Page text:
Use discernment to make the right changes

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“What would you like to change? Maybe you’d choose to change your appearance or have better-behaved children. Perhaps, you’re seeking one more step up the career ladder or maybe just to get onto a career ladder. Maybe you’d like to be more confident and witty or maybe less angry or depressed. Maybe you desire to be less controlled by your emotions. We all want to change in some way. Some of these changes are good, others not so good.”

The opening lines of this week’s article are from chapter 1 from the book “You Can Change,” by Tim Chester. He hits the nail right on the head, acknowledging that every person wants some kind of change in life. Have you ever wondered why it is that we frequently find ourselves and others saying, “it’s time for a change?” Generally, when talking about change, we are seeking to make ourselves, our surroundings or those around us better is in some way. Why is that? Because the common phrase you hear all “nobody is perfect” is so true, except for God, he is perfect.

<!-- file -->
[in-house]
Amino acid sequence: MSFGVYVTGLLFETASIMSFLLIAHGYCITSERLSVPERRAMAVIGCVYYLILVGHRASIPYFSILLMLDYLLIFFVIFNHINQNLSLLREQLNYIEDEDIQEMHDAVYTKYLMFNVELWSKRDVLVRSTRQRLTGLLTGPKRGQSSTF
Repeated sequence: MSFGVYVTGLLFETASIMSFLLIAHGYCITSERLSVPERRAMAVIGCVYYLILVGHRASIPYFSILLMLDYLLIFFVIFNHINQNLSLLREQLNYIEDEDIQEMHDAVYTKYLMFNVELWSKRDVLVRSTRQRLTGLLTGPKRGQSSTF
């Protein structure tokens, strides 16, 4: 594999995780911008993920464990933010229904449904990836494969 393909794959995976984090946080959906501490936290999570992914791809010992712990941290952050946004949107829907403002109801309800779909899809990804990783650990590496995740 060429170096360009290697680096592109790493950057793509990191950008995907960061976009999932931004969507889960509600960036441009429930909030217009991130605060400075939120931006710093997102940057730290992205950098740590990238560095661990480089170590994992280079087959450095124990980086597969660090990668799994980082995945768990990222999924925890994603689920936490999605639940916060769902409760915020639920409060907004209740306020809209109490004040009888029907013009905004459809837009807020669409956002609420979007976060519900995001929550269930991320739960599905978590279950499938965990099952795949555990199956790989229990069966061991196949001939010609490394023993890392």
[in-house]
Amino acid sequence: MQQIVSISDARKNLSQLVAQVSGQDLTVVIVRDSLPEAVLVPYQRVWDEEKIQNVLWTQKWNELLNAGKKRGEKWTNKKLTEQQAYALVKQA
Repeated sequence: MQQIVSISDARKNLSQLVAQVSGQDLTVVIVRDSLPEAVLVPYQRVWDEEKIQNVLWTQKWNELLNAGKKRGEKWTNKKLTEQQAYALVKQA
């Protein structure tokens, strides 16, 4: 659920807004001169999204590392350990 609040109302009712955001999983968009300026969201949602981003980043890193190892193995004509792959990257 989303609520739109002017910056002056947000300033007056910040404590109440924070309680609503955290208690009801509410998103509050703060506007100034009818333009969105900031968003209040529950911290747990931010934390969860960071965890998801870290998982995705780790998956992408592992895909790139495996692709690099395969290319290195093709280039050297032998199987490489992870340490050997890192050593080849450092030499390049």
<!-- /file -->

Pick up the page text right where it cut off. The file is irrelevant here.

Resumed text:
What are some good changes some of us need to make? For some, it is our friends. We have people in our lives who are not helping us become more honest, respectful, joyful, hopeful, positive and moral people. For others, it is our media diet (e.g. movies, music, books, etc.)

We’ve spent hours filling our hearts and minds with garbage, and as they say “garbage in, garbage out.” So it makes sense that what goes into us (eyes and ears) will likely come out of us, be it good or bad.

Finally, some may need to cut back or eliminate smoking, alcohol, junk food, energy drinks and anything else that inhibits you from performing your role as a service member or citizen.

What about changes to avoid? You are unique and created to be just the man or woman you are. Seek not to change who you are because there is only one you. If married, seek not to be freed from your present spouse, so that you can marry another.

You may get to a point in your marriage when you think, “it’s time for a change,” remember your vows, “for richer or poorer…for better or worse…till death do us part.” Lest you think yourself doomed to a miserable life-long marriage, there are counselors (like Chaplains) eagerly standing by to assist in helping restore and preserve floundering marriages. If in the midst of a present enlistment, seek not to change your present status.

You may believe now that the military is not meant to be a lifetime career for you, but persevere through the difficulties, fulfill your commitment, and only seek the change to “civilian” when you’ve fulfilled your duties.